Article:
- Financial management
- Management of administrative linkages among LLU research stakeholders
- Marketing and liaison services with external sponsors
Please contact the Clinical Trial Center and inform them of the need to terminate the study using the Study Closure Submission Form. The CTC will review the Clinical Trial Agreement for your study and determine whether or not there are specific provisions within the Agreement that outline how to terminate a study early. The CTC will offer guidance upon review.
Learn more by sending an email to email@example.com or by calling ext. 44531.
Yes, all CDAs/NDAs must be reviewed by the CTC to make certain the Institution is not assuming unreasonable liability, to verify appropriateness of legal terms, and to ensure that the document is compliant with Institution policies. Please be aware that CDAs/NDAs can appear in many different ways, such as in a letter form or even as an initial site questionnaire. When in doubt, contact Amy Casey at firstname.lastname@example.org or ext. 15002.
Yes. All research-related patient stipends that exceed the current year’s non-taxable limit must be reported to the IRS and are subject to be taxed as an additional income. The patient (or other recipient) will receive a 1099 from LLUHC Finance for the total amount of stipends received within a given calendar year, only if it exceeds the non-taxable limit. Based on IRS guidelines, research stipends are considered to be “Non-Employee Compensation” and could be a taxable income.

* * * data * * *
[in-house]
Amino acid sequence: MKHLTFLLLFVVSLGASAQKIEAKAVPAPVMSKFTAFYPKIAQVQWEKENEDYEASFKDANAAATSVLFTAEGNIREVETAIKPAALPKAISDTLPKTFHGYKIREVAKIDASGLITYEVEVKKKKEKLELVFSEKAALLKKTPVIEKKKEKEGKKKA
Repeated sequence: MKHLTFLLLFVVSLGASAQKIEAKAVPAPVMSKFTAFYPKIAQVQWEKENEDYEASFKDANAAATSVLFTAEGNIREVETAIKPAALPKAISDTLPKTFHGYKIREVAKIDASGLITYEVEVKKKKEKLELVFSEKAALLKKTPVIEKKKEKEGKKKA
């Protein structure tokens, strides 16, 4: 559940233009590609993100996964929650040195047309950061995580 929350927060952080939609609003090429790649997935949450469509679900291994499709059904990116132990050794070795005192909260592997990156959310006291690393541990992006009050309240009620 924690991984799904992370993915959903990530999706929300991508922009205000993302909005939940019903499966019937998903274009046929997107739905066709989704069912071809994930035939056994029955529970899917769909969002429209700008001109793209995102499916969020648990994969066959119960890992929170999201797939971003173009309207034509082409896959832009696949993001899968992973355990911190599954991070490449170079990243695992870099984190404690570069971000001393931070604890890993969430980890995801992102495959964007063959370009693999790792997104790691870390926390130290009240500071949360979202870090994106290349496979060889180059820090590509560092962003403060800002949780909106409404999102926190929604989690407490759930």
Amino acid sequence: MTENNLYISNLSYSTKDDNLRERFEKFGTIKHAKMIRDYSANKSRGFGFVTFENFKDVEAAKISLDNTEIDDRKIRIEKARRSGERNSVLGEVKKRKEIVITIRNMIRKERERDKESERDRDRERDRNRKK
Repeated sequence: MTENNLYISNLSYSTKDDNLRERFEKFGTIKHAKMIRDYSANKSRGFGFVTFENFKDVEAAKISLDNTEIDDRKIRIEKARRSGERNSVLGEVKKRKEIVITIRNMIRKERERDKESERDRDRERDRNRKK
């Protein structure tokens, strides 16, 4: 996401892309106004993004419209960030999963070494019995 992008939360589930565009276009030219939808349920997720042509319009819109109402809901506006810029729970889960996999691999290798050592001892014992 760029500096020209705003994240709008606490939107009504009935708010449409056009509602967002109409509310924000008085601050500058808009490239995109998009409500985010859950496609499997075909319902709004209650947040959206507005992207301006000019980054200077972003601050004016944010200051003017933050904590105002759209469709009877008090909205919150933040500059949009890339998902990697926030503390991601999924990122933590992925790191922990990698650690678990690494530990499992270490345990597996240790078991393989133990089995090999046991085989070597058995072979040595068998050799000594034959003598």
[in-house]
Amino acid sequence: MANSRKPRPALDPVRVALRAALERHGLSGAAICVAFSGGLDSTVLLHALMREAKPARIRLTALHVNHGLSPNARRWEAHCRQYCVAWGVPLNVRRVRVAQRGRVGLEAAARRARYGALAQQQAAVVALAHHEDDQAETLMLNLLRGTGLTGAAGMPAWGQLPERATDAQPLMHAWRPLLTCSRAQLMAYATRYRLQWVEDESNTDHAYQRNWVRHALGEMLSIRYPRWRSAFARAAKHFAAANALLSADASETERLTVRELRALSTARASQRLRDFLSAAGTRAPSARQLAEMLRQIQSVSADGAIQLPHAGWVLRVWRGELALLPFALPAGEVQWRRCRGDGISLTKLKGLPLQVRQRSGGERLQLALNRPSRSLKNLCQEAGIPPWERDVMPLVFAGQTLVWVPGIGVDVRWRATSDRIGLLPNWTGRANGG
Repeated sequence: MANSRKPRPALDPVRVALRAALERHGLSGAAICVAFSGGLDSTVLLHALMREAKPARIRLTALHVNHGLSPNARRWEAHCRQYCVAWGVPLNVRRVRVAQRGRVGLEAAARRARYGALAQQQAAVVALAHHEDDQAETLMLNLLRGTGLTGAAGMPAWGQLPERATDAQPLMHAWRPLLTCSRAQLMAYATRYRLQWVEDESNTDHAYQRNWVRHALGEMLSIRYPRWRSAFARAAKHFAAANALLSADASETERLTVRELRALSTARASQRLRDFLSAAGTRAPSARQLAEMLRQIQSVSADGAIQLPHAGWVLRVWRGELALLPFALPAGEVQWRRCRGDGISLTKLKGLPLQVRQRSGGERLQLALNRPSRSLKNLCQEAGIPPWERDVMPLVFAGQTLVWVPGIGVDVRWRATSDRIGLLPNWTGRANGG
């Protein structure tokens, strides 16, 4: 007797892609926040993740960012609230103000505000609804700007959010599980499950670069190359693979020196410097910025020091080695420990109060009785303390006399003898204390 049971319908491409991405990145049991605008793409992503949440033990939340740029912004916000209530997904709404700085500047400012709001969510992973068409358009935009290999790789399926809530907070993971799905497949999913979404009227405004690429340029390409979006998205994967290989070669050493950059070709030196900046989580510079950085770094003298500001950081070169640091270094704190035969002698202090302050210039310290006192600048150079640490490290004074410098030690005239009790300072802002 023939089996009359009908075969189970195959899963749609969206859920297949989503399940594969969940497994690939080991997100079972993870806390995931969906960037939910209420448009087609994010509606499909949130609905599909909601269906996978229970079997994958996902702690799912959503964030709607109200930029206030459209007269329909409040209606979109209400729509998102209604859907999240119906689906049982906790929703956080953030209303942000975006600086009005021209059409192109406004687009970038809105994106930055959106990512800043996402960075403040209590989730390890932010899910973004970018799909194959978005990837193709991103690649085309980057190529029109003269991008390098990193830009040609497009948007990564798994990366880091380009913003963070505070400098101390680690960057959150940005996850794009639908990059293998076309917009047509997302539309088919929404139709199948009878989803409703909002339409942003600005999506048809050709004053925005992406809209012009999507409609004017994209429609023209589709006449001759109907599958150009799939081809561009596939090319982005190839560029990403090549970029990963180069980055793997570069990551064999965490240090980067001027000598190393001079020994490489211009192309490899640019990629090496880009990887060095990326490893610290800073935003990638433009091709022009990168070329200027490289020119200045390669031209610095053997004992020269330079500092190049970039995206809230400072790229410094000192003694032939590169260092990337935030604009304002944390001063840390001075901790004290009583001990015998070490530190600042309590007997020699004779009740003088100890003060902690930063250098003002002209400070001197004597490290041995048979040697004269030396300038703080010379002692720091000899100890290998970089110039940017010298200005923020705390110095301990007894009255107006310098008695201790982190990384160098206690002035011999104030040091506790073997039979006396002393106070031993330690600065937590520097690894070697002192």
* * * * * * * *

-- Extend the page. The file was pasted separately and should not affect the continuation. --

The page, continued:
Yes. Medicare Coverage Analysis is used to determine the Medicare eligibility of the study based upon Medicare guidelines and a complete review of the protocol to determine which of the clinical “events” mentioned within the protocol can be reimbursed by Medicare. Since clinical research often takes place concurrently with routine care, it is important that billing is handled in accordance with applicable legal requirements. In addition, because most third party payors follow Medicare rules for coverage, institutional policy requires that MCA is performed whether or not the study enrolls Medicare patients (see LLUAHSC policy H40). For more information, please contact the Clinical Trial Center.
It’s very important that the billing offices receive notification within 1 business day of you consenting a patient. This step assures that the patient will not be billed for any research related activity that may occur as part of the screening process. It also assures that the study records will accurately reflect the number of patients consented to a study.
Yes. It is important that the CTC be notified when a patient screen fails. Screen failure may be reimbursable item. Your notification is the trigger for such reimbursement as well as the removal of the research flag in the medical record.
An Informed Consent Template is available on the Research Affairs website. It is highly recommended that investigators thoughtfully revise the content provided by sponsors and follow the Research Affairs template as a guide to include the appropriate text and information required by LLU.
Yes. See the LLU Equipment Inspection Form on the CTC Website for more information.